- "It's wrong to profit from the misfortune of others." I ask my students whether they'd support a law against doing so. But I caution them with some examples. An orthopedist profits from your misfortune of having broken your leg skiing. When there's news of a pending ice storm, I doubt whether it saddens the hearts of those in the collision repair business. I also tell my students that I profit from their misfortune — their ignorance of economic theory.
Markets, Governments, and the Common GoodEdit
- What human motivation is responsible for getting the most wonderful things done? I would say greed. When I use the term greed, I do not mean cheating, stealing, fraud and other acts of dishonesty, I mean people seeking to get the most for themselves. One might be tempted to use “enlightened self interest” but I like greed better. Unfortunately, many people are naive enough to believe that it is compassion, concern, and "feeling another's pain" that's the superior human motivation. As such we fall easy prey to charlatans, quacks and hustlers.
- Since it's not considered polite, and surely not politically-correct to come out and actually say that greed gets wonderful things done, let me go through a few of the millions of examples of the benefits of people trying to get more for themselves. There's probably widespread agreement that it's a wonderful thing that most of us own cars. Is there anyone who believes that the reason we have cars is because Detroit assembly line workers care about us? It's also wonderful that Texas cattle ranchers make the sacrifices of time and effort caring for steer so that New Yorkers can have beef on their supermarket shelves. It is also wonderful that Idaho potato growers arise early to do back-breaking work in the hot sun to ensure that New Yorkers also have potatoes on their supermarket shelves. Again, is there anyone who believes that ranchers and potato growers, who make these sacrifices, do so because they care about New Yorkers? They might hate New Yorkers. New Yorkers have beef and potatoes because Texas cattle ranchers and Idaho potato growers care about themselves and they want more for themselves. How much steak and potatoes would New Yorkers have if it all depended on human love and kindness? I would feel sorry for New Yorkers. Thinking this way bothers some people because they are more concerned with the motives behind a set of actions rather than the results. This is what Adam Smith, the father of economics, meant in The Wealth of Nations when he said, "It is not from the benevolence of the butcher, the brewer, or the baker, that we expect our dinner, but from their regard to their own interests."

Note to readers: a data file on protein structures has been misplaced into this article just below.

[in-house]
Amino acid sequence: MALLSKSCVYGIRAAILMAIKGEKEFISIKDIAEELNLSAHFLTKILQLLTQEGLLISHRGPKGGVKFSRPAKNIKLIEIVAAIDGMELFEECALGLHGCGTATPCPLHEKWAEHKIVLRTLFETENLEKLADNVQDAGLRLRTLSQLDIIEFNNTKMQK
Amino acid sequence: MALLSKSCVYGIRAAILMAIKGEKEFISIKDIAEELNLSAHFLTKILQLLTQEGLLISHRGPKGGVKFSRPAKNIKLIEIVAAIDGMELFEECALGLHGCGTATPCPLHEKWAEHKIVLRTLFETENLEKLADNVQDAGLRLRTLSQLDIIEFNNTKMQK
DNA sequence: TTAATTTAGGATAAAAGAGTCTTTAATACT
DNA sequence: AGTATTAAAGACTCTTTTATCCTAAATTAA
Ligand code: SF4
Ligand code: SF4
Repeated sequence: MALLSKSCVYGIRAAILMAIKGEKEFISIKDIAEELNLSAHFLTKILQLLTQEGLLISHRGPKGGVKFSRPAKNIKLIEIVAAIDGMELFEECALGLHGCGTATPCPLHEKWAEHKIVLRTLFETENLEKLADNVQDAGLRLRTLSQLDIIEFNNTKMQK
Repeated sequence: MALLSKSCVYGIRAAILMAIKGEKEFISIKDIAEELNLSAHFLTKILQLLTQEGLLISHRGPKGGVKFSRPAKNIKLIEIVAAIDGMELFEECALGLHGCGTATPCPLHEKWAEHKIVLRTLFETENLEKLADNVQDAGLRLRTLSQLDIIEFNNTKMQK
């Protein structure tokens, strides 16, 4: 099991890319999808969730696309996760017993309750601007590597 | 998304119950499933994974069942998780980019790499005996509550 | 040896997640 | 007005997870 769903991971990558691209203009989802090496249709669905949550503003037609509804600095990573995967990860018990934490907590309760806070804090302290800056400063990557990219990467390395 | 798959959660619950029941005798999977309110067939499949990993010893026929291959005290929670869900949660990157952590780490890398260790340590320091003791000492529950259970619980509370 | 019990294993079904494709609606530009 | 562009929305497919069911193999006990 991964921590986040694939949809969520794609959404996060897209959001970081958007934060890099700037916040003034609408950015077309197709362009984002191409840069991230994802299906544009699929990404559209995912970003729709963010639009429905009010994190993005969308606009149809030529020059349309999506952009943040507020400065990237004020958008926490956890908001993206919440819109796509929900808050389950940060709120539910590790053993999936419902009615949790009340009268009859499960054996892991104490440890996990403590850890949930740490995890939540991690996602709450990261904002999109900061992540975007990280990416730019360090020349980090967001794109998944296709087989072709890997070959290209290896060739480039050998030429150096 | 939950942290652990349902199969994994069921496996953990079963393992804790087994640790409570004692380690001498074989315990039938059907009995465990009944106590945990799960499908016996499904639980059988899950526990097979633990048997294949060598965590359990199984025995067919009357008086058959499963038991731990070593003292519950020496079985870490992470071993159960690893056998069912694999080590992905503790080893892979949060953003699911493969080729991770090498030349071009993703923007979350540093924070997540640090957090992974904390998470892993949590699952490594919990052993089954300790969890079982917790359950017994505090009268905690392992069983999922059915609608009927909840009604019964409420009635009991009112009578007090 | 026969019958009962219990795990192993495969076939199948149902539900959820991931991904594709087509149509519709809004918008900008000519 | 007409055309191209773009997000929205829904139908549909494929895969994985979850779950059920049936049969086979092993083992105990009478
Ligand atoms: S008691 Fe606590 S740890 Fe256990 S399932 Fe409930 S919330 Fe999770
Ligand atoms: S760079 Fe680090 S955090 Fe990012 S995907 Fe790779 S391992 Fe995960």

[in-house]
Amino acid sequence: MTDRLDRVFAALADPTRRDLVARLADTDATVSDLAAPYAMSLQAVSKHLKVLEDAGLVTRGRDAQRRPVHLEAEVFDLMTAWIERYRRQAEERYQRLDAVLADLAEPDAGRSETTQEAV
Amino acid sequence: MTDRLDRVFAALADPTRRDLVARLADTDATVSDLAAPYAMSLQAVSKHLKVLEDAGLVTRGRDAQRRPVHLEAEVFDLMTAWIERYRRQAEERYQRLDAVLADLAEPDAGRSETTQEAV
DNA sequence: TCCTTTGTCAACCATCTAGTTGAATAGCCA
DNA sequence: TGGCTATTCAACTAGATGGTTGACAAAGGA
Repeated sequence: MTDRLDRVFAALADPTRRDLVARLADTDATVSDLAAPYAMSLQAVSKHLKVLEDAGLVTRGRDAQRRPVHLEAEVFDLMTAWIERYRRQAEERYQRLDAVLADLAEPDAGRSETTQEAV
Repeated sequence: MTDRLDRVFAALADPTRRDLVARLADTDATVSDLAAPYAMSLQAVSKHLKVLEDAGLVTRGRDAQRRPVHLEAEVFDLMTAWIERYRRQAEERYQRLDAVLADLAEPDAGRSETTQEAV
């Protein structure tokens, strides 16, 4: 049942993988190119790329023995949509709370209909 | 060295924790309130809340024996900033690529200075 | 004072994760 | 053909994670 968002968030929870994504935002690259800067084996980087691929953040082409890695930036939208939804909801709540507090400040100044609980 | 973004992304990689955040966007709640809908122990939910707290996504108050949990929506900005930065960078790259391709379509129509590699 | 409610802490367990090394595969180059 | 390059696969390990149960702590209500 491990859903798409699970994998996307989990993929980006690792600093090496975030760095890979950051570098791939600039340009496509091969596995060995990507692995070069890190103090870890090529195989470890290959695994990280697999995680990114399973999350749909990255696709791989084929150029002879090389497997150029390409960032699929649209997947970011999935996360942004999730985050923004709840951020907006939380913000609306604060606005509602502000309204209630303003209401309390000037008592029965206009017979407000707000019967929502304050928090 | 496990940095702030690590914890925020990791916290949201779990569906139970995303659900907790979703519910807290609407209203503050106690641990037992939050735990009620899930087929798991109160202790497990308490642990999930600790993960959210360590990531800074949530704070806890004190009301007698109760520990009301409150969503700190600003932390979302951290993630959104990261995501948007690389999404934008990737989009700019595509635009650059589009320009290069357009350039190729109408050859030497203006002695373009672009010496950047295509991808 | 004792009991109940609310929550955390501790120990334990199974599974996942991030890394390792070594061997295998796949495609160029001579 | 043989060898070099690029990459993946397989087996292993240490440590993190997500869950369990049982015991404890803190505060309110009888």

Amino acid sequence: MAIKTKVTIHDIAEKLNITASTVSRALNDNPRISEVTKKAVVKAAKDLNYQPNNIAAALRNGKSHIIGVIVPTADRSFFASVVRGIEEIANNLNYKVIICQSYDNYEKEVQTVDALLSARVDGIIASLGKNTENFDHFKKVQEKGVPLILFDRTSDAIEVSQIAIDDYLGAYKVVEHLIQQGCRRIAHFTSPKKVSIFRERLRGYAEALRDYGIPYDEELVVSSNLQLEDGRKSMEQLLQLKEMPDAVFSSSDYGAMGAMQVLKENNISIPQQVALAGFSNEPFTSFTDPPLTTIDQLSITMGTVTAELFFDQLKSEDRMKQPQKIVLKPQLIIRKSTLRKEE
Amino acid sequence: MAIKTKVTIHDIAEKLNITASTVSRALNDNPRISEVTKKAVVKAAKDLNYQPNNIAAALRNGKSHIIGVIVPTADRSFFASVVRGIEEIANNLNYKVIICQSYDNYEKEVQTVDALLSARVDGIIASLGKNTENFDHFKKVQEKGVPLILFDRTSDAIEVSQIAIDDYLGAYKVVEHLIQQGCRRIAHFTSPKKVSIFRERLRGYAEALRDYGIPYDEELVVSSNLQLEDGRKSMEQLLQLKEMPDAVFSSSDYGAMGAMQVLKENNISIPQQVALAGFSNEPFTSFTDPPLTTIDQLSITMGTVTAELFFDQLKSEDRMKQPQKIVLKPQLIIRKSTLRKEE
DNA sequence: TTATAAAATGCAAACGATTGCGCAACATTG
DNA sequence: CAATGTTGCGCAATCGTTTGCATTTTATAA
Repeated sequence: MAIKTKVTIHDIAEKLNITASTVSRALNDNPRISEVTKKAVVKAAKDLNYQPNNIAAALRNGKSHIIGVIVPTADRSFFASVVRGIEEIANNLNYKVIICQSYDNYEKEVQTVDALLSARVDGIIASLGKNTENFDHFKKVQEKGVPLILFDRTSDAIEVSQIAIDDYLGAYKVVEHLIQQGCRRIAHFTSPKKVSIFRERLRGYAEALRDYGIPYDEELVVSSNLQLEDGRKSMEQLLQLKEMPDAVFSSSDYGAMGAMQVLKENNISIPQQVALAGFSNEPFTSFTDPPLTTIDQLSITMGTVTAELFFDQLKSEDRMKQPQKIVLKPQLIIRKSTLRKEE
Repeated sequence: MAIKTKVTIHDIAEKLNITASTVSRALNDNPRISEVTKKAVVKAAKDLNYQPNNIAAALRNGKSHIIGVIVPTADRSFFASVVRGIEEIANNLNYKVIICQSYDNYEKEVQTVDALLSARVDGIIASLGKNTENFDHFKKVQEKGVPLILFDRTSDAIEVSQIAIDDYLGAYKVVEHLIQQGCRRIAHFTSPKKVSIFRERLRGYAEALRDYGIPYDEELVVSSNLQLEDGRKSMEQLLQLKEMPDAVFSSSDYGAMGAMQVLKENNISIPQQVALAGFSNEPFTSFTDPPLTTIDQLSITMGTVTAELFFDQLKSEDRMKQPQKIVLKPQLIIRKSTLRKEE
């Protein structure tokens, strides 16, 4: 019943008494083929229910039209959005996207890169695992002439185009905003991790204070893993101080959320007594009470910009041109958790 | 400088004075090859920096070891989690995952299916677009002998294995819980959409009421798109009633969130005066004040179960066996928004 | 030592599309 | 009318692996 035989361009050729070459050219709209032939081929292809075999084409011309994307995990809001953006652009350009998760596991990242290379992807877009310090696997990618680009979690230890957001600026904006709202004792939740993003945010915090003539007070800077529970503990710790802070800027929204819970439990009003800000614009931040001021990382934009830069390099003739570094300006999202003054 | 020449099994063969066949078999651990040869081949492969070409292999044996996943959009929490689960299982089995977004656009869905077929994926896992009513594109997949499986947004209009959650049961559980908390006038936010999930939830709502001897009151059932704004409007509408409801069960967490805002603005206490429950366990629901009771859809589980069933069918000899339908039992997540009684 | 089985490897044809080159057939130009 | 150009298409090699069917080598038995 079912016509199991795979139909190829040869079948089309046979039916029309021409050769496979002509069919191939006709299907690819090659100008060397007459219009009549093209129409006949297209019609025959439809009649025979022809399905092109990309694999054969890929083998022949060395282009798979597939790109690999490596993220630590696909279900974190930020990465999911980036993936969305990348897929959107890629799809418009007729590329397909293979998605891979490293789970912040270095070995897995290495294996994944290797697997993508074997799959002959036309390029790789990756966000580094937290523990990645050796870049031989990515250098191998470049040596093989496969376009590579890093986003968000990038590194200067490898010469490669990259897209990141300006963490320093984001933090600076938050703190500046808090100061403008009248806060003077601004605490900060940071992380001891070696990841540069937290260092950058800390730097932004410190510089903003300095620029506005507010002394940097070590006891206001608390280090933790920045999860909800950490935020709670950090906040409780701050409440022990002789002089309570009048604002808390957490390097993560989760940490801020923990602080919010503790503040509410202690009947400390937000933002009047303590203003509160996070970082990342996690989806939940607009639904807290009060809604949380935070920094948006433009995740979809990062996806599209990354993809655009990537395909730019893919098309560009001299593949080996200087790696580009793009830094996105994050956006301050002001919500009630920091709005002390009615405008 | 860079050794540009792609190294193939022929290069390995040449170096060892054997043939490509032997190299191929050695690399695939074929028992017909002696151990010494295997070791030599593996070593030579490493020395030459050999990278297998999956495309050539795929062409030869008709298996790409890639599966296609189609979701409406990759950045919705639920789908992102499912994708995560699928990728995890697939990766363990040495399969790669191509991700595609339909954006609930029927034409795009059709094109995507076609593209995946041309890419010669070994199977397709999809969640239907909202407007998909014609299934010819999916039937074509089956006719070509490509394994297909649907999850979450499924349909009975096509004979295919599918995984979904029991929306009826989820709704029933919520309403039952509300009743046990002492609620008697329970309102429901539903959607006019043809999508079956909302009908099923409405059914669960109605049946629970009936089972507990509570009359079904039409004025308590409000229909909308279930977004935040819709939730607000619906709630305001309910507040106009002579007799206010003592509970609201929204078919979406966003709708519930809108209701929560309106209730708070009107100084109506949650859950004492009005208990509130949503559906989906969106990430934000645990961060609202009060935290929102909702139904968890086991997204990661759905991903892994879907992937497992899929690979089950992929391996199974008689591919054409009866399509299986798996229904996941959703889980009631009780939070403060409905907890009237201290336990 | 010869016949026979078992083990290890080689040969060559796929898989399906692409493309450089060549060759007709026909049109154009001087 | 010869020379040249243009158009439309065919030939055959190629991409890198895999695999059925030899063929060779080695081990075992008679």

- Market capitalism is the best thing that ever happened to the common man. The rich have always had access to entertainment, often in the comfort of their palaces and mansions. The rich have never had to experience the drudgery of having to beat out carpets, iron their clothing or slave over a hot stove all day in order to have a decent dinner. They could afford to hire people. Capitalism's mass production and marketing have made radios and televisions, vacuum cleaners, wash-and-wear clothing and microwave ovens available and well within the means of the common man; thus, sparing him of the boredom and drudgery of the past. Today, the common man has the power to enjoy much (and more) of what only the rich could afford yesteryear.